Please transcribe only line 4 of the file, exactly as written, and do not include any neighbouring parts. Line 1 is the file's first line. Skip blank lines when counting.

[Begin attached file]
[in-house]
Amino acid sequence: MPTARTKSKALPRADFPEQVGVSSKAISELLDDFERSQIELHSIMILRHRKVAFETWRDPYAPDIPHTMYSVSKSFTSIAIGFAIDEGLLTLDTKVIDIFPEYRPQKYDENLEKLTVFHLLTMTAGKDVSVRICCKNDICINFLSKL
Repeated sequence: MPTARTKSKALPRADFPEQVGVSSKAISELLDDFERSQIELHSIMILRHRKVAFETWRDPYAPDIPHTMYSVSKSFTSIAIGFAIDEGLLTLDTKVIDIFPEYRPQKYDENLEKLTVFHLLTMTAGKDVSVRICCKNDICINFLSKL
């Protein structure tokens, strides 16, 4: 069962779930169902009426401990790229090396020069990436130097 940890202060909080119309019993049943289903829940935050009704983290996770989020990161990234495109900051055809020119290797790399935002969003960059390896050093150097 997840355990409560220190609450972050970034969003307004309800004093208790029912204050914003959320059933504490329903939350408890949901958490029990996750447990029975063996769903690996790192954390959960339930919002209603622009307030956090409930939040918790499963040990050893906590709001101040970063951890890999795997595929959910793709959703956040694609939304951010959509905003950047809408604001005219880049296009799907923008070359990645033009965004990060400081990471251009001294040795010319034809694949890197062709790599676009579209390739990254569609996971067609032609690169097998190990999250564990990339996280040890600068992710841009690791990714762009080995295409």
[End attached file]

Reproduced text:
């Protein structure tokens, strides 16, 4: 069962779930169902009426401990790229090396020069990436130097 940890202060909080119309019993049943289903829940935050009704983290996770989020990161990234495109900051055809020119290797790399935002969003960059390896050093150097 997840355990409560220190609450972050970034969003307004309800004093208790029912204050914003959320059933504490329903939350408890949901958490029990996750447990029975063996769903690996790192954390959960339930919002209603622009307030956090409930939040918790499963040990050893906590709001101040970063951890890999795997595929959910793709959703956040694609939304951010959509905003950047809408604001005219880049296009799907923008070359990645033009965004990060400081990471251009001294040795010319034809694949890197062709790599676009579209390739990254569609996971067609032609690169097998190990999250564990990339996280040890600068992710841009690791990714762009080995295409």